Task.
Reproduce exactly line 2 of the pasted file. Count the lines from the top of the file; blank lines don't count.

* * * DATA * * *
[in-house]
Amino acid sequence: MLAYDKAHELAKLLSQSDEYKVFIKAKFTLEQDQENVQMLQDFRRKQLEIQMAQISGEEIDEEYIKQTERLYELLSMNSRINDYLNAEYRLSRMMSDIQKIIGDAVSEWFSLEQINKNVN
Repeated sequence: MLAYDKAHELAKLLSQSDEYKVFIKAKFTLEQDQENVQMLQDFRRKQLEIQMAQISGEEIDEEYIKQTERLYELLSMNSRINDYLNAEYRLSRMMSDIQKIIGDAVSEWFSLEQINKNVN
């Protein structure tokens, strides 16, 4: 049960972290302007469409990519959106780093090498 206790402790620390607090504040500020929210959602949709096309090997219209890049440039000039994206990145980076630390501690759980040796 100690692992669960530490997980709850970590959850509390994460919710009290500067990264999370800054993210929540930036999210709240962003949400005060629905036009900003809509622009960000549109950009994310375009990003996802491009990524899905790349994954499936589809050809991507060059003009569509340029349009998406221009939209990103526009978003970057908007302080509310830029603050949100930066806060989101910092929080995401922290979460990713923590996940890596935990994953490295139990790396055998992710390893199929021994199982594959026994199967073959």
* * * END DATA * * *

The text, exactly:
Amino acid sequence: MLAYDKAHELAKLLSQSDEYKVFIKAKFTLEQDQENVQMLQDFRRKQLEIQMAQISGEEIDEEYIKQTERLYELLSMNSRINDYLNAEYRLSRMMSDIQKIIGDAVSEWFSLEQINKNVN